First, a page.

• Robert Saleh, Jets first-year coach: When you watch Zach play, you can see he’s got this incredible arm talent. You can see that he’s got tremendous decision-making ability, you can see the precision at what he does things. His off-platform throws and the things he can do with the football, it just popped off the tape.”

A QB rookie class that left the Jets confident in making a change

During the offseason, New York made its intentions clear it would go in a new direction at quarterback when the team traded its former starter, Sam Darnold, to the Carolina Panthers. That paved the way for the Jets to draft a quarterback at the No. 2 spot, and the team identified five quarterbacks it would examine in-depth as first-round talent, Wilson among them.

  • Joe Douglas, Jets general manager: “There was a lot of discussions that led to our decision to ultimately trade Sam. I think again it was us having open and honest dialogue … doing the work prior to the pro days on evaluating all these quarterbacks coming out in the draft and having a comfort level of just how many guys can come in here and help us. A lot of work went into that, a lot of evaluations. Ultimately at the end of the day we felt comfortable in making the move.”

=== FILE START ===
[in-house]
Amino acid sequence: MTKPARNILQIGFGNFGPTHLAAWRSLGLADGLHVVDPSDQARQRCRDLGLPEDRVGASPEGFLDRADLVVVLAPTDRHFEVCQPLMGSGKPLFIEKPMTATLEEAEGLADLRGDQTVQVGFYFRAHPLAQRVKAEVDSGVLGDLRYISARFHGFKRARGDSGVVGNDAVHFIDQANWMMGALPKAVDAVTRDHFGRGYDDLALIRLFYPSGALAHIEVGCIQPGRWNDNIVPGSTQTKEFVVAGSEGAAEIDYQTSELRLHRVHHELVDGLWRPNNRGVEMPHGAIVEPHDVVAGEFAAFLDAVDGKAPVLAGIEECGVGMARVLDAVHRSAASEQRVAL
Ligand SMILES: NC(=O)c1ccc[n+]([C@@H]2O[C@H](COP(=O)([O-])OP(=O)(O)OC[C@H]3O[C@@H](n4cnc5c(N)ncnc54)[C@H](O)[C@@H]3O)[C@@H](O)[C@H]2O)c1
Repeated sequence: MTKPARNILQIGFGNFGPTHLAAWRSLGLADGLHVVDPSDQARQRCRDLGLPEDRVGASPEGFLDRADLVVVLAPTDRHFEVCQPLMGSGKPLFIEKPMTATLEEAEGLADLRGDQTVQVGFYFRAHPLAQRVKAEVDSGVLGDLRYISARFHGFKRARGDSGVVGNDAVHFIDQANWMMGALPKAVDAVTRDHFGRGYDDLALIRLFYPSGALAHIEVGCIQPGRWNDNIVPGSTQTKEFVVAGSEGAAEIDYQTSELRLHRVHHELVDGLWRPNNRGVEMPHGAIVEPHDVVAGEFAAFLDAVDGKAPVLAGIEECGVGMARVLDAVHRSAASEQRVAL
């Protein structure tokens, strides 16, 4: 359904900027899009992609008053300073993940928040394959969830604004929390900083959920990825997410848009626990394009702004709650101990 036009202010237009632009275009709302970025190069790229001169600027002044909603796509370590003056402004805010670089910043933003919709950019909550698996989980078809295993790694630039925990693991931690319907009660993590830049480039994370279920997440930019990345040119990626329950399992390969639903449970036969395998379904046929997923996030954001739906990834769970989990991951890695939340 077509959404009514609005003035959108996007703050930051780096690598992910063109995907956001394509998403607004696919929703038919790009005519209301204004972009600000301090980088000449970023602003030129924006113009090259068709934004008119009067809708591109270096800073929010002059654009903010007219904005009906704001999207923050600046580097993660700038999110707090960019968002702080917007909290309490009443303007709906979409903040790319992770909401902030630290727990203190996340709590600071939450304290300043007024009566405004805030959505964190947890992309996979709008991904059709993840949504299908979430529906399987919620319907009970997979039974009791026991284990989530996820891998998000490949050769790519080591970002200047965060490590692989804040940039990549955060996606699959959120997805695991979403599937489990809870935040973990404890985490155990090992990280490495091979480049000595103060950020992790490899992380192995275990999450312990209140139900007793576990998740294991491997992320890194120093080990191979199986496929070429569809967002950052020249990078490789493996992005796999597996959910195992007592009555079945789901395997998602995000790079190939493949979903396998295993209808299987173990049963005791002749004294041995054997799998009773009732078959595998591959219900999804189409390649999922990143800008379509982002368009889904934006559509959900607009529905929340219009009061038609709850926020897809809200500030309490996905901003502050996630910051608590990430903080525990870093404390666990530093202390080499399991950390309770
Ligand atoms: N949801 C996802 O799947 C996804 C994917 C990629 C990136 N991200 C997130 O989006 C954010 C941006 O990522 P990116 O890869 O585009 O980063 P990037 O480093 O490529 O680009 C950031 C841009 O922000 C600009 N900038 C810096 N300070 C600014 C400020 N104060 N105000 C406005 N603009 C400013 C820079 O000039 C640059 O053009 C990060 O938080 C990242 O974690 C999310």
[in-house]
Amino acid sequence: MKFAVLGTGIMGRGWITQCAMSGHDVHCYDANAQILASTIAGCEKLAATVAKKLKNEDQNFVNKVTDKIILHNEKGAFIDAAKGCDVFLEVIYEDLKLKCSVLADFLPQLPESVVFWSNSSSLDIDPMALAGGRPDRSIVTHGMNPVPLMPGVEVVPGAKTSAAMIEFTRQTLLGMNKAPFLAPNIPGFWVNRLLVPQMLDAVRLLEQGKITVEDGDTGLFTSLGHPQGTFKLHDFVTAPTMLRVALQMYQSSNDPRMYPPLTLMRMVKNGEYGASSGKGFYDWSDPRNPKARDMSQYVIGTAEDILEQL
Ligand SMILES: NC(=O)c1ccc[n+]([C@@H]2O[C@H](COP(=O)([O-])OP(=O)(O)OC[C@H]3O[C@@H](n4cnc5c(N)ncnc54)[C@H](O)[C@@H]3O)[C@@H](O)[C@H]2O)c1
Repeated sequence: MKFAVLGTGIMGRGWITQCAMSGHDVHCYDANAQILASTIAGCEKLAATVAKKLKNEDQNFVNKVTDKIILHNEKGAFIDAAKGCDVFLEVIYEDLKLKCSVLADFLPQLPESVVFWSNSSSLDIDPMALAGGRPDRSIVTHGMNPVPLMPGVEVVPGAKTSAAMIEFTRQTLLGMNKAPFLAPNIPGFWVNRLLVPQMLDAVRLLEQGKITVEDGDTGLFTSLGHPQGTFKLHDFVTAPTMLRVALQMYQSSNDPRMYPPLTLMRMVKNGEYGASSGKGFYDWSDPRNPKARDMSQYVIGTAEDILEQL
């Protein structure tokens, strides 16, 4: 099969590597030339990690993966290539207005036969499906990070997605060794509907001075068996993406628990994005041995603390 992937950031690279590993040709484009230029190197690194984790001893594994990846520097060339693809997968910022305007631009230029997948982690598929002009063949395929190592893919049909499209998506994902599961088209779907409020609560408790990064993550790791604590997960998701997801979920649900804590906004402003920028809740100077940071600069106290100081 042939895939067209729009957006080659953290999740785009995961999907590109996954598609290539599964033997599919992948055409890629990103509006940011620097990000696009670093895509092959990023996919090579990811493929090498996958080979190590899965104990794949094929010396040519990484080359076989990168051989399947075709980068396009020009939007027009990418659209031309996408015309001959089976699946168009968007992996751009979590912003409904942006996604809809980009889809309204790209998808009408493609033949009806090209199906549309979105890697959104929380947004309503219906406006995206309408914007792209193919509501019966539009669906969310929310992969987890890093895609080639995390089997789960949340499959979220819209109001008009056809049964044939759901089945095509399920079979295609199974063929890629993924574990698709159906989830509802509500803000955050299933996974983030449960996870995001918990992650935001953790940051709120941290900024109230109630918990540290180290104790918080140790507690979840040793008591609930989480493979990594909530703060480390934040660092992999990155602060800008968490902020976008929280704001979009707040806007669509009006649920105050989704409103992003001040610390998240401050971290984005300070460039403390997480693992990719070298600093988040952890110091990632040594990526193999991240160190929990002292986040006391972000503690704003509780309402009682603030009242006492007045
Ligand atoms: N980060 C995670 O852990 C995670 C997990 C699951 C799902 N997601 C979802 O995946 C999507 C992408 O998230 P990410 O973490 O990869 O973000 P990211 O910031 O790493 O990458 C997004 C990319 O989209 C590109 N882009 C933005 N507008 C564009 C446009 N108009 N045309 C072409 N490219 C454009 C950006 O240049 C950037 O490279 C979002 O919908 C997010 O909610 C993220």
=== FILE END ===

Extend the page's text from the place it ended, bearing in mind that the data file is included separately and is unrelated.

Wilson’s preparation for pre-draft meetings was apparent

Wilson’s preparation during pre-draft meetings impressed the Jets brass, including his work with former BYU quarterback John Beck.

  • Saleh: “When we got a chance to meet with him, on tape he had already known our verbiage just being with John Beck at the quarterback school he goes to. He already knew our verbiage, he already knew how things applied. He had already showed he could make the throws that we wanted him to make, and his recall and all the things that he did during those Zoom meetings, he just kept checking off boxes and really made it an easy decision for us.”

Wilson’s leadership qualities stood out

LaFleur, the first-year offensive coordinator who came to New York from the San Francisco 49ers along with Saleh, described several things he looks for in quarterbacks during their pro day. Is the accuracy there? How strong is their arm? How do they handle the pressure? And how do they interact with their teammates?

  • LaFleur: “You could see it on tape, how his teammates respond to him. But you could also see it at his pro day, when guys were just gravitating to him and the leadership qualities that he had.”